1-The welcome rolled out to George Bush by Martin Mc Guinness at Stormont. It is simply not enough for Sinn Fein to make some obscure reference to registering their disagreement to Mr. Bush regarding the invasion and occupation of Iraq. Rather than a menu of what they had for lunch, I want to see definitive proof of a statement made directly to George Bush by Mr. McGuinness stating Sinn Fein’s complete opposition to the neo-conservative agenda of the Bush administration and the illegal invasion and occupation of the sovereign state of Iraq.
    2- The role Martin Mc Guinness has adopted as a peacemaker, conflict resolution specialist, or whatever in Iraq, is the most appalling of all recent behaviours. Considering our history, when we as Republicans rightly believed that British Occupation of the Six Counties was the central source of our problems, are we now to believe, through Mr. Mc Guinness’s actions, that we were only really ‘warring factions’ like those he seems to believe are the current problem in Iraq. The Iraq problem is that it was invaded and is currently occupied by an imperialist force in a quest for control of resources. Start at the source Martin, lest you be judged as a hypocrite and a sell-out by the thousands who fought, and in many cases died, for believing that imperialism was immoral and unjust, and that each nation had a right to self-determination, control of their resources and freedom. Or failing that, prepare for a role on the BP, Esso or Sunoco board of directors, whom with the assistance of US militarism, are currently bullying the Iraqi people into submission of their oil reserves.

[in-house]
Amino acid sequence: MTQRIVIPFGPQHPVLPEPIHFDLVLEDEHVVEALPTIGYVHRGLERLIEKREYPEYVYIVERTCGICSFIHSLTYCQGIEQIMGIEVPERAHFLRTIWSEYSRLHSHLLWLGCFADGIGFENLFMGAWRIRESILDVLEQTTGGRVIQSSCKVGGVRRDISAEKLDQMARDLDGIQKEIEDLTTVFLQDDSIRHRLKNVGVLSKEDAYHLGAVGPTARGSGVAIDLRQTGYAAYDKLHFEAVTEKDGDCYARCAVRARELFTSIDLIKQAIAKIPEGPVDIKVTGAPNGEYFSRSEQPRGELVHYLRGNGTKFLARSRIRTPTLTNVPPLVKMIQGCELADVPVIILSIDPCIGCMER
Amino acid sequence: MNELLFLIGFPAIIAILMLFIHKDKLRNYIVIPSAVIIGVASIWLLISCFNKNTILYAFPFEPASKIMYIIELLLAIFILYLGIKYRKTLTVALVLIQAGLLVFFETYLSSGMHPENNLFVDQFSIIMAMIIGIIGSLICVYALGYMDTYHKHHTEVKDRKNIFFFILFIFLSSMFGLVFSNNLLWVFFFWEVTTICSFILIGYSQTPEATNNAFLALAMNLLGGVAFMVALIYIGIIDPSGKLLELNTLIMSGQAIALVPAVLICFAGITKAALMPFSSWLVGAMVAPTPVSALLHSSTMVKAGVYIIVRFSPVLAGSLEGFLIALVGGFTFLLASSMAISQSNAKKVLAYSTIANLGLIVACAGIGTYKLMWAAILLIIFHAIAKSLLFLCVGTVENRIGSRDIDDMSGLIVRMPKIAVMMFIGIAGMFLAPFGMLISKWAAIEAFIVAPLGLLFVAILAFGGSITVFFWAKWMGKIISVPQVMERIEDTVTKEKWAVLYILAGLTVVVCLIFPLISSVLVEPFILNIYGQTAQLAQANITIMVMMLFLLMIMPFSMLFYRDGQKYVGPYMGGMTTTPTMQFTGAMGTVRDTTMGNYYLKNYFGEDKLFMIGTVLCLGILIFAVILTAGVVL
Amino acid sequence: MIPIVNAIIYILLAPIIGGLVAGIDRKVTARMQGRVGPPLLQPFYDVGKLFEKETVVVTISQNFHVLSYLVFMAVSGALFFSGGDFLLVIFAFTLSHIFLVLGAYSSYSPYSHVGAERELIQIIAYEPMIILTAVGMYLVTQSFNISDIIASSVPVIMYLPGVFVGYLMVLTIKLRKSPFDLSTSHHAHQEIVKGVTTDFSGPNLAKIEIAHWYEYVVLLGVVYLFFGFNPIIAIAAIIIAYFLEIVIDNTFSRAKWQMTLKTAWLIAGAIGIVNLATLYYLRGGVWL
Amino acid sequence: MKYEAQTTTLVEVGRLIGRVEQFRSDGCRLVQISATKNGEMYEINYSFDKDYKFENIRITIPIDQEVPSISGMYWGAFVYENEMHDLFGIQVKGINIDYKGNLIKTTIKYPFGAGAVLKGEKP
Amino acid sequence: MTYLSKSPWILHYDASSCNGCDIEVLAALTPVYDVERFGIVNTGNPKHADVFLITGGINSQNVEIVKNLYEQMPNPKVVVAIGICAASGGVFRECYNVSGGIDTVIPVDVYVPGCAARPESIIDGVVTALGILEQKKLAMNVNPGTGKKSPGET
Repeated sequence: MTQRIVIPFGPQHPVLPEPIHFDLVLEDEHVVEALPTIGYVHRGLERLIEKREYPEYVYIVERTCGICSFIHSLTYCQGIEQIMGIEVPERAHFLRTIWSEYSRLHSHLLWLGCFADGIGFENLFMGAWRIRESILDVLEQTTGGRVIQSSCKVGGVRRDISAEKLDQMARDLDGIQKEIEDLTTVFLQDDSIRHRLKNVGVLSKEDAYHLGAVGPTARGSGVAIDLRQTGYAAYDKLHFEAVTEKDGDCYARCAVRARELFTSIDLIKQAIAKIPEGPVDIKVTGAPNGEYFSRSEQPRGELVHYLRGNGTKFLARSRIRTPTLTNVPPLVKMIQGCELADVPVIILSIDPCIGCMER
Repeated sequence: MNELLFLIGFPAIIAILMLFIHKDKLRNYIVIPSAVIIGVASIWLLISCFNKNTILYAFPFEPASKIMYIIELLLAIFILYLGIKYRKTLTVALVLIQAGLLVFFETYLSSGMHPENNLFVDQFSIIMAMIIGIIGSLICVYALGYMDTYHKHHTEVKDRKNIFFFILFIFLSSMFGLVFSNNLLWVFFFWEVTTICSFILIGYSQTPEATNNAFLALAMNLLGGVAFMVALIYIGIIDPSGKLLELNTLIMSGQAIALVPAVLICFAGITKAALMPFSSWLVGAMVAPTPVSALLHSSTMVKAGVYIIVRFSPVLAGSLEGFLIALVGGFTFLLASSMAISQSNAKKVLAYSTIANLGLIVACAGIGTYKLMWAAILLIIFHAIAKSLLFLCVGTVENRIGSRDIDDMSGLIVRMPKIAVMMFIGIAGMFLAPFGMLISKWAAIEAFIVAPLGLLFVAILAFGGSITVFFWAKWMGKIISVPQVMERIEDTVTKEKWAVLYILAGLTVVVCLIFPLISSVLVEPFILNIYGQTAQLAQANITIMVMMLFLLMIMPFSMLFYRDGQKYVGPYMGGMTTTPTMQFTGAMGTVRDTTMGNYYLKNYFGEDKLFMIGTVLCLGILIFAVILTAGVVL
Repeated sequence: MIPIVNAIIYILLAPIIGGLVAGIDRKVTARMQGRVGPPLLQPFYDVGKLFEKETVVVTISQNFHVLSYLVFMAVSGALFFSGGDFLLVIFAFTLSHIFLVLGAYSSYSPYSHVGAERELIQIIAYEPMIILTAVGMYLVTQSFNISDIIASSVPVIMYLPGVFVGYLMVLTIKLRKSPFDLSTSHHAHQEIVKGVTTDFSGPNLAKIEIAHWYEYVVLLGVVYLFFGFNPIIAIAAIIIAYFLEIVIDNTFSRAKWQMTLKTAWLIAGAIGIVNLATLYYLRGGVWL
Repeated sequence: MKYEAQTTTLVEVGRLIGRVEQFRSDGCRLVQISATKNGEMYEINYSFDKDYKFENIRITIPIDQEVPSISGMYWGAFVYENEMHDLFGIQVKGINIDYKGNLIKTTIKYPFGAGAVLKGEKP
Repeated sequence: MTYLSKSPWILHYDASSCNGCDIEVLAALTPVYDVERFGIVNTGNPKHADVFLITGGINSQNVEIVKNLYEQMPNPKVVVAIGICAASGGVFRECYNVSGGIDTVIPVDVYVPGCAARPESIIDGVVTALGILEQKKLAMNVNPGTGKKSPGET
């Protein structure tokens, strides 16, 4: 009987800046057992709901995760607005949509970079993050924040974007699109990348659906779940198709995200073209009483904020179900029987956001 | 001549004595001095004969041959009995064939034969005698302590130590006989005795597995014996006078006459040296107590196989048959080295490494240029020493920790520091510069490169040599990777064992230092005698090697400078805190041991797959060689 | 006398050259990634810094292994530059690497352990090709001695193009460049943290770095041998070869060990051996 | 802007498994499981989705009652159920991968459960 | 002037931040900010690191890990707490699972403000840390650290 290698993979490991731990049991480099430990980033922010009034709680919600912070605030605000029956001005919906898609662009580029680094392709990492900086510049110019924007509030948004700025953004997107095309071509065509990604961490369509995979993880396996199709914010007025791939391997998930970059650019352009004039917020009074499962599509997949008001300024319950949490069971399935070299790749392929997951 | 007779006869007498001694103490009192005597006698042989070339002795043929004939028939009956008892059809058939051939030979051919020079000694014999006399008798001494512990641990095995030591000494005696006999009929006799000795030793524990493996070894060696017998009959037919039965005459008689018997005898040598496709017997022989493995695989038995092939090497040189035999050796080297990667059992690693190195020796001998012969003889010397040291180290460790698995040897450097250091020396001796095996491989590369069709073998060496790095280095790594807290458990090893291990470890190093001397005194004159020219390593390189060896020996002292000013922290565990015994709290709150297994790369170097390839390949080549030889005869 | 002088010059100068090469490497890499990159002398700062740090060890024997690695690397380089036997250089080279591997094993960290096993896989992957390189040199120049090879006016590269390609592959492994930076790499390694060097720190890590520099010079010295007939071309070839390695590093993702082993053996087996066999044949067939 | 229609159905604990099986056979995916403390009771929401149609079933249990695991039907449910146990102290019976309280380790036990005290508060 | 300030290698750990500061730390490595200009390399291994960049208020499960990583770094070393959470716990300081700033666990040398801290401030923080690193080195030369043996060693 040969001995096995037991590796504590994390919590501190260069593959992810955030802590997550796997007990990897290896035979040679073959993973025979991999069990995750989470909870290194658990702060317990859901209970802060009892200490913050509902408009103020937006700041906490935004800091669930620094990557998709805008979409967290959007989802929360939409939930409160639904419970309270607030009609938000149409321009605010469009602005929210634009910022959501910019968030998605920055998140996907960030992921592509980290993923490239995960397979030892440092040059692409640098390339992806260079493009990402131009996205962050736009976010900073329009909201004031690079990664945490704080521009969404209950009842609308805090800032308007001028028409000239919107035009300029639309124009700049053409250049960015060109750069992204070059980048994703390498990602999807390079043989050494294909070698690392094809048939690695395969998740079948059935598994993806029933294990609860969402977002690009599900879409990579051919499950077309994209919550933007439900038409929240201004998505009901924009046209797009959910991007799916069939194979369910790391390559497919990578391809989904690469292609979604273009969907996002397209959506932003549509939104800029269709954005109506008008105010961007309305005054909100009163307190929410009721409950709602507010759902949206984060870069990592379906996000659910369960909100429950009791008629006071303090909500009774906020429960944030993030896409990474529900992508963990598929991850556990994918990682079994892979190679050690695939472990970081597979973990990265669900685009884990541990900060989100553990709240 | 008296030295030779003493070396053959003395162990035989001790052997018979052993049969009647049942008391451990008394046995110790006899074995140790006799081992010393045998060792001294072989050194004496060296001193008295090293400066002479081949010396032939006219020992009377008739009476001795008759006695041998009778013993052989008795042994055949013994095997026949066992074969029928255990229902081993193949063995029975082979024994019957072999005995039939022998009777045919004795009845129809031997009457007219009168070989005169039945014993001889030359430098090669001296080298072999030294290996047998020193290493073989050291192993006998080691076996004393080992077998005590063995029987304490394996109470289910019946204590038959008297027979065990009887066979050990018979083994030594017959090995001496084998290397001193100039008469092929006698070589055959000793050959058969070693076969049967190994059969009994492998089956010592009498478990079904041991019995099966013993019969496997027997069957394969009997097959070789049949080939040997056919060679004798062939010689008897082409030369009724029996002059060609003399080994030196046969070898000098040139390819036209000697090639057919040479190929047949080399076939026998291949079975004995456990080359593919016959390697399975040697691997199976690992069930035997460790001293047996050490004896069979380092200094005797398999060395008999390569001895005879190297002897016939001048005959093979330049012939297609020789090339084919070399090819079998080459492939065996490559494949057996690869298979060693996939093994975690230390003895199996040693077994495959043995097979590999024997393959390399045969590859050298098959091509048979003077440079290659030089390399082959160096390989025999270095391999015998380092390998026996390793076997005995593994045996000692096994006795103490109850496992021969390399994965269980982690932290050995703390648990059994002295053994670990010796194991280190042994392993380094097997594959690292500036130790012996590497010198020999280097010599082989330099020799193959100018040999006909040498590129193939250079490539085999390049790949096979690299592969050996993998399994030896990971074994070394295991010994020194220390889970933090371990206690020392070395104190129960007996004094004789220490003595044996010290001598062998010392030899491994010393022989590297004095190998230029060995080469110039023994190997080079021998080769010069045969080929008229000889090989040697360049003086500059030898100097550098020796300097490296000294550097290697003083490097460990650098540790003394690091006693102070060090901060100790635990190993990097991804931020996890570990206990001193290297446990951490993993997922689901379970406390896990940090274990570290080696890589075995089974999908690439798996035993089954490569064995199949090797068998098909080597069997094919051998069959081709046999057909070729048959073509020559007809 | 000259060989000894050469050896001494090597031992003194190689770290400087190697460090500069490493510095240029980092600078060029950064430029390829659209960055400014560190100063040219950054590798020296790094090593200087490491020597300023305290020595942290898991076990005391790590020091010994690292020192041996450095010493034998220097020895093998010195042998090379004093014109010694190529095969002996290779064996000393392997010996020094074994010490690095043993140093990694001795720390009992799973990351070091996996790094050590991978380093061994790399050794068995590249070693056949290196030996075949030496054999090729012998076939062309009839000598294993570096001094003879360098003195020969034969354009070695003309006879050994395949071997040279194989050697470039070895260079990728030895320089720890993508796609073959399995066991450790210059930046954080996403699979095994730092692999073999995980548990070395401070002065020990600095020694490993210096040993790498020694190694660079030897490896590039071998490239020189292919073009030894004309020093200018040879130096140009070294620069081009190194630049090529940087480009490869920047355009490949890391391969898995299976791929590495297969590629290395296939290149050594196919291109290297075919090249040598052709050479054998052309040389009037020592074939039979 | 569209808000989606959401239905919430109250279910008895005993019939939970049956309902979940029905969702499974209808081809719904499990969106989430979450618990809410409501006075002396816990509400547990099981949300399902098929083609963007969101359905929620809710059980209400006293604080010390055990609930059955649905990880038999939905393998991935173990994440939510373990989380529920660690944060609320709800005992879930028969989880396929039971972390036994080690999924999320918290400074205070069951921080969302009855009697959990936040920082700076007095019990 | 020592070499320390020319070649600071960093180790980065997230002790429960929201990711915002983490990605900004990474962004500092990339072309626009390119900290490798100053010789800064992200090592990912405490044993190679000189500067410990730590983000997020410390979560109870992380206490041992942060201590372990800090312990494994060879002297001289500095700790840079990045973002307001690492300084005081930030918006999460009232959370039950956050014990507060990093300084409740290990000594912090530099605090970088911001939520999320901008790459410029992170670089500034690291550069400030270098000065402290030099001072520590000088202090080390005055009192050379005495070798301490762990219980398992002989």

3- Sinn Fein involvement in, and approval of, the much heralded New York Emerald Equity Fund investment in Northern Ireland infrastructure, is a betrayal of massive proportions. I am realistic enough to accept that any socialist ideology many may have espoused was mostly at an academic rather than a practical level, however, I had never envisioned that Sinn Fein would become the most willing vehicle through which the very worst of Thatcherite Capitalism would become our economic modus operandi. Am I really to believe that Sinn Fein negotiated and enthusiastically welcome a deal that would see not only many of our public services privatised, but for that privilege, we pay a 18-20 per cent rate of return on that investment. (Try asking your bank manager for the same rate on your investment/savings in their institution!) Lest there is any misunderstanding, private equity groups, hedge funds and their like, even with the warm, fuzzy, patriotic ‘Emerald’ title, are not shamrock bearing philanthropists who love Ireland and wish to reward us for our ‘progress to civilisation’; rather they are hard-core Wall Street bankers and investors who expect massive profits from their investment, and who will proceed to dispossess us of every asset upon failure to meet their investment conditions. Incidentally, in the US/Wall Street private equity market the rate of return in any equity investment is usually in the 13-15 percent bracket ( a fact that can easily be checked with minimum due diligence), why then is this rate of return of 18-20 percent expected in this obscene Irish venture?